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[jamsat-news:821] * SpaceNews 04-May-98 *

* SpaceNews 04-May-98 *

BID: $SPC0504


                           MONDAY MAY 4, 1998

SpaceNews originates at KD2BD in Wall Township, New Jersey, USA.  It
is published every week and is made available for non-commercial use.

CAPE CANAVERAL, Fla. (Reuters) - The space shuttle Discovery will be
five days late picking up the last NASA astronaut to live on Russia's
Mir space station, officials said last Tuesday.

U.S. space agency officials decided to delay the launch of Discovery
from 1998-May-28 to 1998-June-02 because launch preparations were
running late, Kennedy Space Center spokesman Joel Wells said.

"We had a very tight schedule and it was decided to allow some extra
time," he said.

The shuttle is to dock with Mir and pick up Andrew Thomas, NASA's last
astronaut of a planned series of them to live and work on the Russian
space outpost.  The Australian-born astronaut has been aboard the
orbiting outpost since January.

NASA officials at the Johnson Space Center in Houston said ground
controllers in Moscow had been informed of the new launch date but
they did not know if Thomas had received the news.

Discovery was being attached to its rocket boosters and a new light
weight fuel tank last Tuesday and was to be moved to the launch pad
last week.

The following is a quick summary of the 1998-Apr-27/28th Mir School
Day test.  The purpose of the test was to allow schools and students
an opportunity to make a successful packet radio exchange with Mir,
and to demonstrate the use of <UI> (unnumbered information frame)
bulletins for communicating MIREX information to all monitoring stations.
Other objectives were to demonstrate the use of Internet linked ground
stations to merge their data into a common internet feed, and to
demonstrate the use of ground station generated pseudo GPS positions
digipeated by the spacecraft to show its realtime position.

The Mir TNC was off for the day of the announced test (27th), but was
on for three early morning passes on the 28th.  A total of 27 schools
or other participating stations were successful during the day-after
test.  All stations reported their position and status and there were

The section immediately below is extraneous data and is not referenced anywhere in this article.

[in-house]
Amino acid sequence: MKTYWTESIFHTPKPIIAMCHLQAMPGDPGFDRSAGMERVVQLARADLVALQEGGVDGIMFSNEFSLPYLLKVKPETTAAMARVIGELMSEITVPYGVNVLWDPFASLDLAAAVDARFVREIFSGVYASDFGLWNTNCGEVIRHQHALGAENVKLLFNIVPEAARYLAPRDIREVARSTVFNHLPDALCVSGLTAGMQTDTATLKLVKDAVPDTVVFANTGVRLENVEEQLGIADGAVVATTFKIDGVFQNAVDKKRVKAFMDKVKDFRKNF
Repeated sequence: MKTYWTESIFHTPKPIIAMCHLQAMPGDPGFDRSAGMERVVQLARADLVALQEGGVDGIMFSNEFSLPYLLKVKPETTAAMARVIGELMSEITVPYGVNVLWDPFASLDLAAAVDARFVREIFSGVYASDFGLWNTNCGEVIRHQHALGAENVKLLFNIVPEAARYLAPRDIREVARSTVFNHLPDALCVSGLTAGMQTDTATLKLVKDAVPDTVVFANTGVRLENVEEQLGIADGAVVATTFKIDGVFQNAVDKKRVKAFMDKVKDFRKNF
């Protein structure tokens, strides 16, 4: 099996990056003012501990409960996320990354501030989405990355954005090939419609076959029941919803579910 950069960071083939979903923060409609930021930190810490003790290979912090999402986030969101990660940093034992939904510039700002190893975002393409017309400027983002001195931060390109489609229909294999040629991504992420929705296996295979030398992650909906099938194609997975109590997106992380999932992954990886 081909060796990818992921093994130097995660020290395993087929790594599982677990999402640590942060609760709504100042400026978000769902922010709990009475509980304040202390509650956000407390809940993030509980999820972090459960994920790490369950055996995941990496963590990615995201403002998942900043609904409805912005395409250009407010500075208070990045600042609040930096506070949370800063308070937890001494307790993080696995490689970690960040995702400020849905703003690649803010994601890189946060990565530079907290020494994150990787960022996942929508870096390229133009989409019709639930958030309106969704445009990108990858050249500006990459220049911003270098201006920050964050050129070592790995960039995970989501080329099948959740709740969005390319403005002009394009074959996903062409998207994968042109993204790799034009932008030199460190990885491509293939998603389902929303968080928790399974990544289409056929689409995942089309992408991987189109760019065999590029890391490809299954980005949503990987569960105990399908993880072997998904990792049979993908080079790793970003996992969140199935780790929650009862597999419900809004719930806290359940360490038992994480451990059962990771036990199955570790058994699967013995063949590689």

several messages exchanged.  Most stations reported receiving the Mir
bulletins and the Mir position packets.  On the 29th, several more stations
were reported in the Western USA and South Africa.  The results are posted
on the Academy MIREX page at: http://web.usna.navy.mil/~bruninga/mirex.html
daily captured downlink files can be viewed.  This page scored 1300 hits
during the event, and a total of 2800 since the experiment was announced
on the first of April.  The test is now over.

The three Internet linked ground stations provided a continuous feed from
the USA, Madrid and Taiwan (telnet to APRServe at port
10001).  The live Web page at http://www.mirex.net was operational on
the 27th when there were no packets, but failed overnight.  It was
restored at the last minute on the 28th, but only caught a half dozen
live packets.  It remains live now.

Organizers wish to thank the MIREX team and Dr. Larsen, N6CO, for making
this test possible.

[Info via Bob Bruninga, WB4APR]

* RS-12 NEWS *
Rusty, NM1K, reports working FM/F5SSM, FM5JY, G4CUO, and WP4MSL via the
RS-12 satellite over the past week.

* RS-16 NEWS *
Leo, UA3CR, has reported through G7HIA, G3IOR, and W2RS that all attempts
to place RS-16's transponder on the air have failed.  Controllers will
continue to try to bring RS-16 on-line, but there is not much hope that
they will be successful.  RS-16 is only expected to remain in orbit for
about another year.

Comments and input for SpaceNews should be directed to the editor (John,
KD2BD) via any of the paths listed below:

WWW       : http://www.njin.net/~magliaco/
INTERNET  : kd2bd@amsat.org, magliaco@email.njin.net

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